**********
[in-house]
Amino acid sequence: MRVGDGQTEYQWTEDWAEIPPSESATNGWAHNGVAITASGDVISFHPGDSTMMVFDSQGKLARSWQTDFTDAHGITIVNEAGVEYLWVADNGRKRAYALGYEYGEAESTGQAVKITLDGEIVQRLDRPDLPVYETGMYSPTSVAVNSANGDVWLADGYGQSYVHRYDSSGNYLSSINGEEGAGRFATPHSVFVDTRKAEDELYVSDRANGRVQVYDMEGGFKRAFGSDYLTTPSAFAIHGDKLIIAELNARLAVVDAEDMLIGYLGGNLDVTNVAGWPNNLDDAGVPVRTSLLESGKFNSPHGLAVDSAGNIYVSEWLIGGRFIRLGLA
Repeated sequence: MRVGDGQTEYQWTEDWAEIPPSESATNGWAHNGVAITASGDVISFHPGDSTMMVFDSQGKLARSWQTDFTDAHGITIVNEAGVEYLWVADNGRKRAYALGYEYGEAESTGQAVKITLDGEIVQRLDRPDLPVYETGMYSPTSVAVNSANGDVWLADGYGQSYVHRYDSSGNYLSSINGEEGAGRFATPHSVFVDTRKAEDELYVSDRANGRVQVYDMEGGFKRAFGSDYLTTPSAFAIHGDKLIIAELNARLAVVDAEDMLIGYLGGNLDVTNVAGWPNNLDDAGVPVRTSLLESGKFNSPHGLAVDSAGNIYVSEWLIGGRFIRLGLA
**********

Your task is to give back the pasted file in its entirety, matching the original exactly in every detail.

[in-house]
Amino acid sequence: MRVGDGQTEYQWTEDWAEIPPSESATNGWAHNGVAITASGDVISFHPGDSTMMVFDSQGKLARSWQTDFTDAHGITIVNEAGVEYLWVADNGRKRAYALGYEYGEAESTGQAVKITLDGEIVQRLDRPDLPVYETGMYSPTSVAVNSANGDVWLADGYGQSYVHRYDSSGNYLSSINGEEGAGRFATPHSVFVDTRKAEDELYVSDRANGRVQVYDMEGGFKRAFGSDYLTTPSAFAIHGDKLIIAELNARLAVVDAEDMLIGYLGGNLDVTNVAGWPNNLDDAGVPVRTSLLESGKFNSPHGLAVDSAGNIYVSEWLIGGRFIRLGLA
Repeated sequence: MRVGDGQTEYQWTEDWAEIPPSESATNGWAHNGVAITASGDVISFHPGDSTMMVFDSQGKLARSWQTDFTDAHGITIVNEAGVEYLWVADNGRKRAYALGYEYGEAESTGQAVKITLDGEIVQRLDRPDLPVYETGMYSPTSVAVNSANGDVWLADGYGQSYVHRYDSSGNYLSSINGEEGAGRFATPHSVFVDTRKAEDELYVSDRANGRVQVYDMEGGFKRAFGSDYLTTPSAFAIHGDKLIIAELNARLAVVDAEDMLIGYLGGNLDVTNVAGWPNNLDDAGVPVRTSLLESGKFNSPHGLAVDSAGNIYVSEWLIGGRFIRLGLA